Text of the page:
The Council of Canadians who continue to be vocal opponents of NAFTA and other trade deals that follow the same flawed template, are strongly against Canada’s entry into the TPP. Its national chairperson, Maude Barlow warned that this, “could force Canada to change its drug policies, its copyright policies, its environmental and public health rules – all without going through the normal parliamentary process.” The organization cautioned how, “TPP negotiations could mean up-front concessions in a number of areas, including intellectual property rights, where the U.S. is making considerable demands on TPP member countries that will undermine access to essential medicines so that its multinational drug firms can increase profits.” They also emphasized that, “Supply management, which guarantees fair wages and stable prices for farmers in non-exporting sectors, is too valuable to Canada to sacrifice on a negotiating table.” Others have pointed out that it is important as a buy-local program, as well as key to Canada’s food security and food sovereignty. The Council of Canadians maintains that, “the TPP is by and large a NAFTA renegotiation but on U.S. President Obama’s terms.”
Not surprisingly, the Canadian Council of Chief Executives, an organization that lobbies the government on behalf of the country’s largest corporations, welcomed the announcement that Canada has been invited to join the TPP talks. Its President and CEO John Manley stated that, “By signing on to the TPP, the federal government has taken an historic leap toward securing Canada’s long-term strategic interests in the Asia-Pacific region.” The U.S. Chamber of Commerce have also applauded Canada and Mexico’s entry into the TPP. Its President and CEO Thomas Donohue argued that, “negotiating the TPP together is an excellent strategic decision for North America.” Back in January, the Council of the Americas explained how, “it makes little sense for the United States to enter into potentially significant trade arrangements with countries in the Pacific region without our NAFTA partners.” They view the TPP as a “promising vehicle to support the updating of our bilateral and trilateral trading relationships within North America to the high standards of twenty-first century free-trade agreements.”
In his article, Will invitation to join TPP talks lead to NAFTA 2.0?, Peter Clark one of Canada’s leading international trade strategists concluded that, “A successful TPP would allow NAFTA to essentially be re-opened without the optics of it actually being re-opened.” He went on to say, “The business leaders in all three NAFTA countries, as strong supporters of TPP invitations to Canada and Mexico, understand that after nearly 20 years, modernization of NAFTA is needed. For rules of origin, supply chain management and manufacturing integration.” Clark stressed that, “All Canadians should be clear about this – TPP is the negotiation of NAFTA 2.0 and it could have major implications for Canada-USA trade relations.” Meanwhile, both countries are implementing the Beyond the Border Perimeter Security and Economic Competitiveness Action Plan which has been described as the most significant steps forward in U.S.-Canada cooperation since NAFTA. Christopher Sands of the Hudson Institute observed how, “The TPP negotiating agenda is at once similar to the bilateral agenda that Canada and the United States are pursuing, and also more ambitious and multilateral.”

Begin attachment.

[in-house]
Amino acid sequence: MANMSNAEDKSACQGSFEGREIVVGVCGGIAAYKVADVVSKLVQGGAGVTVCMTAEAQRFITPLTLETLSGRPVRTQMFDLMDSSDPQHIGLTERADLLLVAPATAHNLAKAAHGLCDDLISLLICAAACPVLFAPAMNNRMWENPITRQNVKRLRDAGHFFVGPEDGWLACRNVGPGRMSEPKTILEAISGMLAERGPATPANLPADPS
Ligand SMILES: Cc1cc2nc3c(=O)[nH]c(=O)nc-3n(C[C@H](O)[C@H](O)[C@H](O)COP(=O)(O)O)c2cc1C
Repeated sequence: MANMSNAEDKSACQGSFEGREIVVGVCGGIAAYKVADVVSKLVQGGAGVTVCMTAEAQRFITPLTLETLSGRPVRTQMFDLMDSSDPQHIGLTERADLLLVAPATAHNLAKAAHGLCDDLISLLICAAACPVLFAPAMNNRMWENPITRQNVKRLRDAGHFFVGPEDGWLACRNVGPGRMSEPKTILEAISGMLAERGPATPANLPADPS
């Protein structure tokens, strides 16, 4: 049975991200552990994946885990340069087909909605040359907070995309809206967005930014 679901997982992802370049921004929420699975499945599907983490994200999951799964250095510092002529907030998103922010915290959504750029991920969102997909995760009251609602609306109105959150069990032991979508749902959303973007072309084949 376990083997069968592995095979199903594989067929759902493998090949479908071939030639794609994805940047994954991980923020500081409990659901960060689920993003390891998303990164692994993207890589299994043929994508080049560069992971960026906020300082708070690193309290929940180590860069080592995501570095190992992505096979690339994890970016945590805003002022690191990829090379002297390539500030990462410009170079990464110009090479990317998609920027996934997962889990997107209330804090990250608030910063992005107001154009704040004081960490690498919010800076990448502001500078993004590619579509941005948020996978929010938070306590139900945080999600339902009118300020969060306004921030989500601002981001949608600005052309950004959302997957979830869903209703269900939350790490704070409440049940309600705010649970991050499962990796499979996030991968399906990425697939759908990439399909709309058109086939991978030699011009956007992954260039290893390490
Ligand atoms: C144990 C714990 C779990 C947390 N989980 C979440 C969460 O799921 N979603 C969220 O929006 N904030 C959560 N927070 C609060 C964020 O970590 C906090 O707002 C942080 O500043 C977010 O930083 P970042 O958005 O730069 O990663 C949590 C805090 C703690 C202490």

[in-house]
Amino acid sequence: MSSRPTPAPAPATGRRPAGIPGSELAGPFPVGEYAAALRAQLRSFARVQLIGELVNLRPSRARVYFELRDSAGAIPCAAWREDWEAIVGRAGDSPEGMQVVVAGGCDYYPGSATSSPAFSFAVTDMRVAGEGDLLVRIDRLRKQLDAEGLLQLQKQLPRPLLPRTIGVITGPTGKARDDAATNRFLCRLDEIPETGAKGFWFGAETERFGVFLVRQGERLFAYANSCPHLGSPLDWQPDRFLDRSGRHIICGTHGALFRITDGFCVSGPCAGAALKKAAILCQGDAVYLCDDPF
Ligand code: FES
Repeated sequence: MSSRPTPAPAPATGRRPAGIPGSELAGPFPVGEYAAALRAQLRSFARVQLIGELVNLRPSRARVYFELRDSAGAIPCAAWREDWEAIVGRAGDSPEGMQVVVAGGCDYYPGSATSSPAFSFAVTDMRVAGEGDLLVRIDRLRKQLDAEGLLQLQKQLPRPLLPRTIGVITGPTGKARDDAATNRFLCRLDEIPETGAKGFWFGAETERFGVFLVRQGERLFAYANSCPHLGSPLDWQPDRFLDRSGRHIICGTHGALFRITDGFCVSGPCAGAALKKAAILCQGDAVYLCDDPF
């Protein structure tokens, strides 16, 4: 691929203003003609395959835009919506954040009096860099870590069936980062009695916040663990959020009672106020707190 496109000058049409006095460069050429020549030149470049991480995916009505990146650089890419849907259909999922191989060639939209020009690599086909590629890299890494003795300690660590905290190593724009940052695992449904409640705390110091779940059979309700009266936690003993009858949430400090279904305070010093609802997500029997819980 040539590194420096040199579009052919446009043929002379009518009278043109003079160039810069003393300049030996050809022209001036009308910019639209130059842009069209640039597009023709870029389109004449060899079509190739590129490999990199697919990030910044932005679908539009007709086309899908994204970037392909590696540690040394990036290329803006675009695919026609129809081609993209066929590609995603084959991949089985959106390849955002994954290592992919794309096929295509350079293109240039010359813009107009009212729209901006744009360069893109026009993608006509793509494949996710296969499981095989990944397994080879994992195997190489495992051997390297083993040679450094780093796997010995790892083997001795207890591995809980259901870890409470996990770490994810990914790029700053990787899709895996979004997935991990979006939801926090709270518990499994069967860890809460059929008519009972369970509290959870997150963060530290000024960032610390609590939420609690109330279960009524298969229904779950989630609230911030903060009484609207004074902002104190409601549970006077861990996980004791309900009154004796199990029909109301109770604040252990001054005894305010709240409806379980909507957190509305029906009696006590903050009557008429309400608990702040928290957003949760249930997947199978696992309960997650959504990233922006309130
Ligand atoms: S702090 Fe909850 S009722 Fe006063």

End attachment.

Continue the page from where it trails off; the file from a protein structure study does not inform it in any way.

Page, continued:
In May, the TPP held its twelfth round of negotiations with the next set of talks scheduled to take place in San Diego, California from July 2-10. So far, there has been a real lack of transparency, but what is clear is that the TPP seeks to go beyond other trade agreements. According to a leaked text by Public Citizen, it would expand on the investor privileges found in NAFTA, granting corporations more power and further threatening the sovereign rights of member nations. In the meantime, the U.S. continues to spearhead TPP negotiations as a way of countering growing Chinese influence. The door is open for other countries to join which is why it is considered to be a stepping stone to a larger free trade area of the Asia-Pacific and an important part of the international corporate globalization agenda.
Trade deals such as NAFTA and now the TPP are being used to smuggle through a new set of transnational corporate rights, trapping nations in a web of treaties that further trump their own laws. All too often, these agreements fail to deliver on the promise of prosperity and only serve to accelerate the path towards economic enslavement. Globalization has meant sacrificing self-sufficiency and sovereignty for foreign dependency which is a sure path to world government.
Related Articles By Dana Gabriel
Canada and Mexico to Join U.S. in NAFTA of the Pacific
Building Blocks Towards an Asia-Pacific Union
NAFTA Partners Take Steps to Boost Trilateral Relationship
U.S. Economic, Political and Military Expansion in Asia-Pacific
Dana Gabriel is an activist and independent researcher. He writes about trade, globalization, sovereignty, security, as well as other issues. Contact: firstname.lastname@example.org Visit his blog at beyourownleader.blogspot.com
[hat tip: Activist Post]